Oooh … Stout turned down Schiano but not Kelly. And it’s unlikely someone would prefer the quality of life in Philly over Tampa. Interesting. Schiano is proving to be quite a character, isn’t he?

  2. bigdinla says: Feb 8, 2013 2:42 PM

    Well J, you are feeling quite silly today! To funny.

  3. tampabayirish says: Feb 8, 2013 3:12 PM

    I think the timing is lousy. It’s not fair to the kids who just signed a letter of intent thinking that coach was going to be their position coach at Alabama. I am sure that coach Saban will find a talented replacement o-line coach. But it’s still not fair. Big time college football treats these kids like meat. College players should have the right to transfer (at least once in their college career) to any school at any time and have immediate eligibility. They are damned near indentured servants in the current system and the head coach is the overseer!

  4. kozbee says: Feb 8, 2013 3:13 PM

    Anytime a college team staff are good recruiters they will always be a target for an NFL job as it shows with Oregon and Bama.Sure they will find a good replacement.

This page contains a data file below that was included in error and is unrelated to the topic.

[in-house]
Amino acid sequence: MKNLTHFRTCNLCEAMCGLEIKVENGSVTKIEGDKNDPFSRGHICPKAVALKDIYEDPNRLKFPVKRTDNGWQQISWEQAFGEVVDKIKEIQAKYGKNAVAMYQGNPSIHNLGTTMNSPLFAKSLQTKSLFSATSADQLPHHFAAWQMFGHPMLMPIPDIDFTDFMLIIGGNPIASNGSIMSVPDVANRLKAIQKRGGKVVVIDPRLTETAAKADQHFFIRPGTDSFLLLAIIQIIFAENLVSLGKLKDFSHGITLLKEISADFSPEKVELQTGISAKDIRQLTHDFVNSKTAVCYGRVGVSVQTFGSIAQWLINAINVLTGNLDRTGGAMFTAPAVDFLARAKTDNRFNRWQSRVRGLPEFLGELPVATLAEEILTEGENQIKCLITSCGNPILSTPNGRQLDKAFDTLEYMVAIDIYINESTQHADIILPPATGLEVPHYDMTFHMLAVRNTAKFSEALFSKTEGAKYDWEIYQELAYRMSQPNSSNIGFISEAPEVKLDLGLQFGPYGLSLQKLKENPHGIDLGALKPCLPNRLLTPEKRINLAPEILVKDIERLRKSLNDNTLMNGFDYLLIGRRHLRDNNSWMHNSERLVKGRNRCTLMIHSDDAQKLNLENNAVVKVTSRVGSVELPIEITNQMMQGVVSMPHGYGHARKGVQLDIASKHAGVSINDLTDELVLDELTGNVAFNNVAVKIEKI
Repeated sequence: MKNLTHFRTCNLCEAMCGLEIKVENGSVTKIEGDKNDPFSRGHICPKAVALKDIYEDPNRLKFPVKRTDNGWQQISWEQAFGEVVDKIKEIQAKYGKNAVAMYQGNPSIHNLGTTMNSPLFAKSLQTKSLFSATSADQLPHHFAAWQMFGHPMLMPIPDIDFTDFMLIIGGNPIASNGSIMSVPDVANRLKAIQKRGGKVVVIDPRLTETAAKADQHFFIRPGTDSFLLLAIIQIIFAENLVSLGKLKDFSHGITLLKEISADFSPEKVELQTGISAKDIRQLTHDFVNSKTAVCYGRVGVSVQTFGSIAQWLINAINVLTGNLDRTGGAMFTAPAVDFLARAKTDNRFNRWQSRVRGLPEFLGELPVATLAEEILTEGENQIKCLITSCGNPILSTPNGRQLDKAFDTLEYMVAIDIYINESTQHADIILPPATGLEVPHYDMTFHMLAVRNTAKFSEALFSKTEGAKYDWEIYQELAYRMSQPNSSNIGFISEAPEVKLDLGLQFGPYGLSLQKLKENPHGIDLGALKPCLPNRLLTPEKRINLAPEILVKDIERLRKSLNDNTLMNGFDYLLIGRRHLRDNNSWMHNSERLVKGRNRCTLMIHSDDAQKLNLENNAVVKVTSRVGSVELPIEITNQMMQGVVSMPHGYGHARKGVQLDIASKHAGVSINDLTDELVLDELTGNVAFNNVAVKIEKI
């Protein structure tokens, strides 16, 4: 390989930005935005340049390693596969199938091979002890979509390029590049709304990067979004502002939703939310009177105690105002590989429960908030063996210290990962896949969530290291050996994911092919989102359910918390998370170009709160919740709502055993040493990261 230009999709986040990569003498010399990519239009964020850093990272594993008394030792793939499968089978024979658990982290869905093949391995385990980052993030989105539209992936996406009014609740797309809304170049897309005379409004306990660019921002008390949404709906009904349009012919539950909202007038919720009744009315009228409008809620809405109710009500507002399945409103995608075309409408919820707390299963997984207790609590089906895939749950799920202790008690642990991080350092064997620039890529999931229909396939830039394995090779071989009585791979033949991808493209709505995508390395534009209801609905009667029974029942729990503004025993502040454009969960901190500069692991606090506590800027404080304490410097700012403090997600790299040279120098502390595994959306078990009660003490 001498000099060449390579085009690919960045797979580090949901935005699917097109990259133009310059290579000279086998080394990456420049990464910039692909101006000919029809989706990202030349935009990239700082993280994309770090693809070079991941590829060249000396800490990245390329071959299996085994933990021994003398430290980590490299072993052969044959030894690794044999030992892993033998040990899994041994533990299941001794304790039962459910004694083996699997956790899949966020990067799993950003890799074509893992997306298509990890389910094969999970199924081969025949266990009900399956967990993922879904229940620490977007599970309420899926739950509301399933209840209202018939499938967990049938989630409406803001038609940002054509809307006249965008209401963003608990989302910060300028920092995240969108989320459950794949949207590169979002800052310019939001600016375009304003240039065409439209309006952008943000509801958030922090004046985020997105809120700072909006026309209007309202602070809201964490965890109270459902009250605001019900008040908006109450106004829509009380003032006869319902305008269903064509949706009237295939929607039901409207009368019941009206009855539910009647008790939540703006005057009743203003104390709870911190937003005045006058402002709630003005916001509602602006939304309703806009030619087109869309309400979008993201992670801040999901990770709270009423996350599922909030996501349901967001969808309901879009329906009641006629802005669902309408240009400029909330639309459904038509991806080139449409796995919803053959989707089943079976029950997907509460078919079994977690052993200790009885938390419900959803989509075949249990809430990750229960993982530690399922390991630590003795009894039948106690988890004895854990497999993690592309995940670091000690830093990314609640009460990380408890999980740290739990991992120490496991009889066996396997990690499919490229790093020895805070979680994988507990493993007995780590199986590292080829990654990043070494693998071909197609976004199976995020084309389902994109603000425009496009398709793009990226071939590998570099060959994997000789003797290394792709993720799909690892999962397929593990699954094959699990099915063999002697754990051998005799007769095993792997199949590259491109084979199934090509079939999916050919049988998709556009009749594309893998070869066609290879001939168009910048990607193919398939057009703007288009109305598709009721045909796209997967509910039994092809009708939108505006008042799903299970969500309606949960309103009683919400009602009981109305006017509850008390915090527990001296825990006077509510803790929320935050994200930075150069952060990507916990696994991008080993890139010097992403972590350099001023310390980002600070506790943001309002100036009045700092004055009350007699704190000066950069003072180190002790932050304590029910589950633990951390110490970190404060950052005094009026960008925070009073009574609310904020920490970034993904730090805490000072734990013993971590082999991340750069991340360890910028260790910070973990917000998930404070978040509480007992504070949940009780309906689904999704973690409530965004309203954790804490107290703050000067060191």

5. jason1214 says: Feb 8, 2013 3:15 PM

    I get kids get attached to coaches…but you should be commit to the school, not a coach.

  6. Deb says: Feb 8, 2013 3:23 PM

    @tampabayirish …

    Really? You think the kids who just signed LOIs with the team that’s won three of the last four national championships are gonna want to withdraw them because a position coach is leaving? And what do you think Bama could have done to stop him? Chain him to the wall in the training room? Yeah … it’s tough for the meat.

    Good grief :roll:

  7. cappa662 says: Feb 8, 2013 3:25 PM